On the menu
Fitness is ‘in’ with MCs so have healthy food on the menu.
“Think about how to promote healthier eating through portion control and portion understanding,” she advised.
Does your menu offer restraint? MCs want to eat healthily on weekdays but they want to let go at the weekends.
Perhaps proprietors could consider offering ‘half-portions’.
Smaller plates are growing in popularity in the restaurant world. Recently Dublin’s Saba had introduced a healthy menu with nutritionist Erica Doolan.
“Despite lots of talk of healthy living and sporty activity, Millennials love to let go and gorge,” explained Grace, “When Millennials actively choose to ‘pig out’ they want to enjoy it, to luxuriate in the badness, not to feel guilty about gorging. So help them celebrate it.
“They talk about ‘living for the weekend’ because that’s the time they have their important shared experiences with the people who matter most to them.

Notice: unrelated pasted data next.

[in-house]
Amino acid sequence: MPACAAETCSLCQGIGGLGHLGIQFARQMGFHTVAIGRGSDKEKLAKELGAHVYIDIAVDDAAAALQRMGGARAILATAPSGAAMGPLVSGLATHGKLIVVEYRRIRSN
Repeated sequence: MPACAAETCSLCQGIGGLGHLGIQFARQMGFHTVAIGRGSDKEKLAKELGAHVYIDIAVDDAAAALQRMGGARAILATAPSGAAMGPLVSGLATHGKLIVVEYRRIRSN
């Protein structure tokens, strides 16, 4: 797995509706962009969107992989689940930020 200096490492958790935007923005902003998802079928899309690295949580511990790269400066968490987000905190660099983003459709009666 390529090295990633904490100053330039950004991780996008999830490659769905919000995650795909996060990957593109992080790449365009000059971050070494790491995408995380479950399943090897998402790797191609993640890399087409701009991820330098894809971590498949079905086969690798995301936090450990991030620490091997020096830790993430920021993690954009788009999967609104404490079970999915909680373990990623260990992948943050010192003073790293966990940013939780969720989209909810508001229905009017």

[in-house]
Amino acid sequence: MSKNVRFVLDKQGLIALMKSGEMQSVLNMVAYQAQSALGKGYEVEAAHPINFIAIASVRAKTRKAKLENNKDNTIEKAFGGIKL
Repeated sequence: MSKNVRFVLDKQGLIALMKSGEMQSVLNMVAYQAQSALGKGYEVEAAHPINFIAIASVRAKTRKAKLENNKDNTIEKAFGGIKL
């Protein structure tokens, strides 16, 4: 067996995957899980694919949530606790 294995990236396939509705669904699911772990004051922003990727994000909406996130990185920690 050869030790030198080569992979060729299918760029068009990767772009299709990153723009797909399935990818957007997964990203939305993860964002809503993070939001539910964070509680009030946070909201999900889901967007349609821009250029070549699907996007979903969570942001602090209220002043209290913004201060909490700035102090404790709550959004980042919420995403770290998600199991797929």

“Nights in with the girls, nights out with the lads, football games, poker nights, birthdays and reunions.”
And food is more often than not a central part of these shared experiences.
“They’re looking for easy and tasty food and drink experiences that everyone can sit around and share with some good conversation and laughs.”
65% of RoI respondents to the survey agreed with the statement, “While there’re many things I’d like to own, I’d prefer to spend my money on experiences I can share with others” and 70% agreed that, “Food and drink is a really important way to bring people closer”.
Millennials not loyal
Millennials can be a fickle bunch, flitting from one brand to the next, trying out different things.
They don’t feel any great desire to be loyal.
“Therefore it’s really important to be generous, to demonstrate that you appreciate their custom, that you want them coming back again and again.
“They don’t want to be taken for granted. They don’t want their custom to be assumed.”